Lord Turner of Ecchinswell: Therefore, the end point is the application of the rule of capital adequacy and, indeed, the determination of how much capital they have is supervision. I really disagree with either yourself or Lord Lawson that there is a clear distinction between rule setting and supervision.

  Q5  Lord Trimble: Can I make the comment that what you are describing, where people are making an assessment of risk and putting in its place whatever they think is necessary for that risk and then you are assessing their judgment on risk compared with what other people are doing in the same sort of market at the same sort of time, is fine when everything is good, but will not work when things turn bad because then the risk suddenly changes. You are talking about a system which is not designed to deal with circumstances when things go bad.

  Lord Turner of Ecchinswell: Yes, but I am not sure there is any simple rule that can.

  Q6  Lord Trimble: That is what I was quarrelling.

  Lord Turner of Ecchinswell: Where we started was the distinction between regulation and supervision and I am suggesting there is no distinction between regulation and supervision. In both regulation and supervision we need to make sure that we have systems which are robust for systemic events, events where the whole system goes in one direction.

  Q7  Lord Trimble: Clearly we have not had that.

  Lord Turner of Ecchinswell: We have not had that and we have got to get that right.

  Q8  Lord Trimble: Can you do that as a matter of rules which apply in all circumstances? I doubt it.

  Lord Turner of Ecchinswell: No, but I think that makes my point, that to do this you need rules which are closely supervised, which is why the distinction you were drawing between regulation and supervision is not one which I recognise. I think that is a different issue from how we get the regulation and the supervision correct to deal with systemic risk, but the distinction between regulation and supervision is not one which works in this area.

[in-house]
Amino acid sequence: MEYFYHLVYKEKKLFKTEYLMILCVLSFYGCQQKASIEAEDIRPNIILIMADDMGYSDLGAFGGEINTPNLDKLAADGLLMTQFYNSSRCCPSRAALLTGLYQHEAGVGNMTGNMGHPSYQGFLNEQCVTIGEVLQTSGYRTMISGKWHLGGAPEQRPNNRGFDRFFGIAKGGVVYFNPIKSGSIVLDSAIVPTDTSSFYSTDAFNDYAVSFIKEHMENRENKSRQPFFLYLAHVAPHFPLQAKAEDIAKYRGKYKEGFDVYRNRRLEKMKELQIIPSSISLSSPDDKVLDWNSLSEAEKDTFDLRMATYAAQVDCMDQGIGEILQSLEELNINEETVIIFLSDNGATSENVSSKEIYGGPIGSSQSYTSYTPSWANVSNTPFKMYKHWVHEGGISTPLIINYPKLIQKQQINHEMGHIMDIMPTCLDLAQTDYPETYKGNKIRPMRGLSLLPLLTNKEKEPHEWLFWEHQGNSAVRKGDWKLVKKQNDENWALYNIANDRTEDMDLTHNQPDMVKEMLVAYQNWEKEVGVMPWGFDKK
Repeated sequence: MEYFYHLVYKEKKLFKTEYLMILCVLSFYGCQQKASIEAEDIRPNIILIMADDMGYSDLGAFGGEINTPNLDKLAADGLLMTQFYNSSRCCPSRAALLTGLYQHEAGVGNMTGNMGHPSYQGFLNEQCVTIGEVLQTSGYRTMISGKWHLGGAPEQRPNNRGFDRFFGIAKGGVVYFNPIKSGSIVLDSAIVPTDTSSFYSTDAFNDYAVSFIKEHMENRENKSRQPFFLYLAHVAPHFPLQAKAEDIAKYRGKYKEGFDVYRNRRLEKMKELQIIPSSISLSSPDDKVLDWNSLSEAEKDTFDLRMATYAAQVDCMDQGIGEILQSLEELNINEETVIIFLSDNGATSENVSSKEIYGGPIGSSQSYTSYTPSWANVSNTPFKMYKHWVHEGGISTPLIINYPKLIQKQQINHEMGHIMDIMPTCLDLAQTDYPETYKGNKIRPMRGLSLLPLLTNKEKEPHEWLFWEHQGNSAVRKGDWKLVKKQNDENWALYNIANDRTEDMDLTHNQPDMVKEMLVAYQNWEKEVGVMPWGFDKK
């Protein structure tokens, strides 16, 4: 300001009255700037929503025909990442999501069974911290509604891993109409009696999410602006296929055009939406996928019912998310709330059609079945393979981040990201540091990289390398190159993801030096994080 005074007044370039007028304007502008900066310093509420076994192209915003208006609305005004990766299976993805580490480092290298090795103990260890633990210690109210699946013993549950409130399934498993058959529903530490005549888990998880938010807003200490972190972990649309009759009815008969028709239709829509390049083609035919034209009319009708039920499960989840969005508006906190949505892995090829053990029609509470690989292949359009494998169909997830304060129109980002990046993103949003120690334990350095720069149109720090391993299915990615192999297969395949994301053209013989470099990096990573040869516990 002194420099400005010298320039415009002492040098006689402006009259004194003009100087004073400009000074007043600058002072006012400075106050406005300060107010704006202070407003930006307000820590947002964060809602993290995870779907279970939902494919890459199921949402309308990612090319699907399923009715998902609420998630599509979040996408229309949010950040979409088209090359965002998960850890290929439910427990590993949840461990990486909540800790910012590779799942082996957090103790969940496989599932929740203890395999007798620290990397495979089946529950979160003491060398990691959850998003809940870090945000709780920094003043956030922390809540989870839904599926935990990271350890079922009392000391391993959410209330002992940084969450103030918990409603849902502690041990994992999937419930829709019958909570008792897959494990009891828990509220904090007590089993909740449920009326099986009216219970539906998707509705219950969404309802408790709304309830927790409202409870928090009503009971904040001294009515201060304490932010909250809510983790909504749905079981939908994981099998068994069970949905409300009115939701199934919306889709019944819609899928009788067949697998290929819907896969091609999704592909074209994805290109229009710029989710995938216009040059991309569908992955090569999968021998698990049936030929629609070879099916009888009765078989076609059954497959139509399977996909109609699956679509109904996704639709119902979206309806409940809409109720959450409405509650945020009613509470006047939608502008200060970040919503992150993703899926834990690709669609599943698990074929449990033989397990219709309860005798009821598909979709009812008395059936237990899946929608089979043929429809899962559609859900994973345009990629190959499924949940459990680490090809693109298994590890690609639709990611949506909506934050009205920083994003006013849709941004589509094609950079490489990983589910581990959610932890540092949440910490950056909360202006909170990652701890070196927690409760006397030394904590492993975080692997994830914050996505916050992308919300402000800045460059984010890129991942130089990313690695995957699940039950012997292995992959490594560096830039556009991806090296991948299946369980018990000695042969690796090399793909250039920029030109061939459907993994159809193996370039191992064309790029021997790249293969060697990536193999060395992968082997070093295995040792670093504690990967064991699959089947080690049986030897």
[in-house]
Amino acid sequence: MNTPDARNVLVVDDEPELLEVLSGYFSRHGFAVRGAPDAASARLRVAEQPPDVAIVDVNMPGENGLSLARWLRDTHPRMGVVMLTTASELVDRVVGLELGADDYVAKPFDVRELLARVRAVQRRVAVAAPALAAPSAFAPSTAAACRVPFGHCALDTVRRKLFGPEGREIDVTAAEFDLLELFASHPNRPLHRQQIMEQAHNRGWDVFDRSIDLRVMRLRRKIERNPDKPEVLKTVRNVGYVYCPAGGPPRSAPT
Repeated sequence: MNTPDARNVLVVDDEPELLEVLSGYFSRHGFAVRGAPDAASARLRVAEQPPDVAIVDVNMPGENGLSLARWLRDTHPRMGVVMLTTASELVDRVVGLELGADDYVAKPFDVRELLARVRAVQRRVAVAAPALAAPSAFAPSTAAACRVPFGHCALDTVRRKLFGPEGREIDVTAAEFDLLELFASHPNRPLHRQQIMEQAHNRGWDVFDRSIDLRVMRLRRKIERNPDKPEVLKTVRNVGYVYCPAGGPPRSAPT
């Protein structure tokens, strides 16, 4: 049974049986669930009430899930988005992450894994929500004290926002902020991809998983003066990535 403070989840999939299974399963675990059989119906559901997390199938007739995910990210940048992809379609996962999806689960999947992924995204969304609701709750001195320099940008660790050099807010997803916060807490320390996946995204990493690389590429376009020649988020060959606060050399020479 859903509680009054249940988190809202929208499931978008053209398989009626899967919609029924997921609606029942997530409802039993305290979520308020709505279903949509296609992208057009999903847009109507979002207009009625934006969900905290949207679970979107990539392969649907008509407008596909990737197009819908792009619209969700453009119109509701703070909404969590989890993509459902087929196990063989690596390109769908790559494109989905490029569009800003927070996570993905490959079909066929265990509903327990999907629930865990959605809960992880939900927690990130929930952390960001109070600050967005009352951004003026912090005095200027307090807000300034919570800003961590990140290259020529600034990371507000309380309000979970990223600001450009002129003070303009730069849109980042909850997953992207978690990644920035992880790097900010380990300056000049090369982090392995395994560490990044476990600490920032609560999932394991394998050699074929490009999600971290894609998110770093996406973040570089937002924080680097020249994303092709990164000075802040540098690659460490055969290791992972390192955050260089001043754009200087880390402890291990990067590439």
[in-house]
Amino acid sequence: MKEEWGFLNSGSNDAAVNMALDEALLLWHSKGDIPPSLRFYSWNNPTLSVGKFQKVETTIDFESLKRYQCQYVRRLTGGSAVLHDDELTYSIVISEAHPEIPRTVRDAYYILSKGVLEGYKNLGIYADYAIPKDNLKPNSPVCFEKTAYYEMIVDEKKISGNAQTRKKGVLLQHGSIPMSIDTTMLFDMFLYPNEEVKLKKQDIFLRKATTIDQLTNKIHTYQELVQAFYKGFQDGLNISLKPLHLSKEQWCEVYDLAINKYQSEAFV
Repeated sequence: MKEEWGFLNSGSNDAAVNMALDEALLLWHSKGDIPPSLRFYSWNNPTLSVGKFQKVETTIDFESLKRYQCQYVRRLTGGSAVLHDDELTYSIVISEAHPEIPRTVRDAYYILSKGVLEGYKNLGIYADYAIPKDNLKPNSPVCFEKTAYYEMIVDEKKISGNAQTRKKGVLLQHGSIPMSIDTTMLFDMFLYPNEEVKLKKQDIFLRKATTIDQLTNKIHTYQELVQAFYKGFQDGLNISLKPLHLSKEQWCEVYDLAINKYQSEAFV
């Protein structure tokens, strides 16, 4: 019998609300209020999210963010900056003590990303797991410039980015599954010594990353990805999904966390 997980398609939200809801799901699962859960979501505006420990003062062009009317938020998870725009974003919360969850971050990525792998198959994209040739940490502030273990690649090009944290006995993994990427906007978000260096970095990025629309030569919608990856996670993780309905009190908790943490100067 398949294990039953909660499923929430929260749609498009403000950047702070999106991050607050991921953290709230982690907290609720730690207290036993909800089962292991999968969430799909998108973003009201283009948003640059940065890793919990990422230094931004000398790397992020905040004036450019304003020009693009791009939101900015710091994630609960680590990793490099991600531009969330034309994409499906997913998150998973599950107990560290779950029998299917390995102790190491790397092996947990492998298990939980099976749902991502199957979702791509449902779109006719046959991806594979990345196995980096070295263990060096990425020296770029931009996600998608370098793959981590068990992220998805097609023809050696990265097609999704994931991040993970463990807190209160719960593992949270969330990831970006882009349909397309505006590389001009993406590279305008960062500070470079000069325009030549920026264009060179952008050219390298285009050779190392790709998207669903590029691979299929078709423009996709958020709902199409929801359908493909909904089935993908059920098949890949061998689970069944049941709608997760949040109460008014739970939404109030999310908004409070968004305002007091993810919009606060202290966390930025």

Q9  Lord Woolmer of Leeds: On that very point, Lord Turner, you came into the job not after the event but well into the event. In practice, the public out there across the world see an almost complete failure in the system of supervision. You set out very clearly and coherently all the theory but in practice, all these colleges of supervisors, host countries and home countries and so on, did not supervise the system well enough to prevent a meltdown. It would be interesting to me to hear from you in this still relatively early stage what is it that is going to change to restore the credibility of supervisors across the globe which will give people the confidence that things really have changed. Nobody in the supervision world has said, "Sorry, we really absolutely got it wrong". It would be helpful to hear in practice what you think is going to change. Secondly, on that theme, again you talked convincingly about the fact that host countries are not going to ignore what is going on simply because of home country regulation, and you gave the example of Lehman Brothers. The UK is host to a lot of financial institutions, many of whose home country is the United States. What is it precisely that the FSA is going to be able to do which regulates and supervises American institutions operating out of London in a way that it did not before?